Unlike ordinary playground swings, a Russian swing has steel bars instead of ropes, and its swinging platform is able to rotate 360 degrees around the horizontal bar from which it is suspended. Two or more acrobats stand on the swing platform, pumping it back and forth until it is swinging in high arcs. This motion increases the centrifugal force of the flyer (the acrobat who is going to jump). The flyer then lets go of the swing at the peak of its arc, gaining enough altitude to execute one of various aerial flips before landing at a distance from the swing. The flyer may land on a crash mat, in a vertically slanted net, in the arms of other acrobats (referred to as catchers), in a pool of water, or even on the platform of another Russian swing.
Performing companies whose shows have used the Russian swing include:
- Cirque du Soleil (Saltimbanco, O, Varekai, Love)
- Flying Angels
- Ringling Bros. and Barnum & Bailey Circus (Zing Zang Zoom)
- Moscow State Circus
- Troupe Shatalov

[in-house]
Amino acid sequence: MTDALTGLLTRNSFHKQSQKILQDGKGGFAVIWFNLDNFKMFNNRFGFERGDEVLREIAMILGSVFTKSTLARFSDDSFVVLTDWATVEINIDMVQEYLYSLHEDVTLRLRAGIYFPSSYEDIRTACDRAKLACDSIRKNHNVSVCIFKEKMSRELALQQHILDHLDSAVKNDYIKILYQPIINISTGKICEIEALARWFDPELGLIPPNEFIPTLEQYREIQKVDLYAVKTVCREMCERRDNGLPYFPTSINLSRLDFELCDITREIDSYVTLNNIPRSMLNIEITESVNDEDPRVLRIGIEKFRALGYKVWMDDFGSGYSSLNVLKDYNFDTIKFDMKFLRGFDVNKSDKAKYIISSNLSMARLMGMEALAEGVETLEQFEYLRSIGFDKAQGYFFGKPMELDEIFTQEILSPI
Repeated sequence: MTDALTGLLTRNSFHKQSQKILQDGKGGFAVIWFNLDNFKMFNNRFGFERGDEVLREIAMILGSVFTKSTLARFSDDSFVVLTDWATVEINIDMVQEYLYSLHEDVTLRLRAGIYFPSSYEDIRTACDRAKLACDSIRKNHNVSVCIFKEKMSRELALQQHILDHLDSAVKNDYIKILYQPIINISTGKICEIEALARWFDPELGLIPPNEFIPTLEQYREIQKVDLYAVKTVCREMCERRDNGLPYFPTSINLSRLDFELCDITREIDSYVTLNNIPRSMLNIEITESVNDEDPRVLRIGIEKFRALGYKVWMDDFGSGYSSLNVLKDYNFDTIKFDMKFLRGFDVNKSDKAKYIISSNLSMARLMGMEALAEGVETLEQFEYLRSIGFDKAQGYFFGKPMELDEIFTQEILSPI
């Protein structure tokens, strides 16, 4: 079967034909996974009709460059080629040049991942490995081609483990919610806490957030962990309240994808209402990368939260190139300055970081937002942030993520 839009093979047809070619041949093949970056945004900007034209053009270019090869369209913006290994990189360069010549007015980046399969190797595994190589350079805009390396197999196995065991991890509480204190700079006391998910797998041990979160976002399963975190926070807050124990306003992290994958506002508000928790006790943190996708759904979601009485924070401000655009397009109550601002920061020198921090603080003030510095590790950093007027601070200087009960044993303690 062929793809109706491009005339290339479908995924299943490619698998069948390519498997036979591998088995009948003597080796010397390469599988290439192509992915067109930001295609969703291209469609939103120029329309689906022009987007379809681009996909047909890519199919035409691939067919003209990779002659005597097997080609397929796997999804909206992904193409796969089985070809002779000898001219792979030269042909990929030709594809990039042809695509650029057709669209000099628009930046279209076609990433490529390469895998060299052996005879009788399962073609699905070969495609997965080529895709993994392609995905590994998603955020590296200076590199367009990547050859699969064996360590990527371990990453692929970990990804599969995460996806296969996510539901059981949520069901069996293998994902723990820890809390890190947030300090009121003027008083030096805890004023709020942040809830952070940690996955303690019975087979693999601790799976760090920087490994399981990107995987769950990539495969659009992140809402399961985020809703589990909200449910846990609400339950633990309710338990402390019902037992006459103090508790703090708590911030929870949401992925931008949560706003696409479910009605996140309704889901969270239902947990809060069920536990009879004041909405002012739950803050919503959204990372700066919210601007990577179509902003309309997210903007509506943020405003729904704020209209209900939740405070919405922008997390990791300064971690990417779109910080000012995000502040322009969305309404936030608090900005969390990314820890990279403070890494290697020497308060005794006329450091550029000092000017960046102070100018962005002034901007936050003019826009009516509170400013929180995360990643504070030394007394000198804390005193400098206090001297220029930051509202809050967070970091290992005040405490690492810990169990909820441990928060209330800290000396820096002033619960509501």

- UniverSoul Circus (Zhukau acrobatic troupe)
- Vorobiev Troupe
- Gamma Phi Circus at Illinois State University
- Rodney Huey (ed.). "International Guide to the Circus". Fédération Mondiale du Cirque. p. 12. Retrieved 13 January 2013.
- "Glossary". Circopedia: The Free Encyclopedia of the International Circus. Retrieved 13 January 2013.
- Russian Swing in "O" (filmclip)
- "139th Edition Field Trip Kit: Circus Science: Understanding Gravity with the Gravity-Defying Russian Swing Act". Feld Entertainment. 2008. Retrieved 13 January 2013.
- "UniverSoul Circus - Zhukau Acrobatics - Russian swing". UniverSoul Circus. Retrieved 13 January 2013.
- "Vorobiev Troupe Video 2007". Circopedia: The Free Encyclopedia of the International Circus. Retrieved 13 January 2013.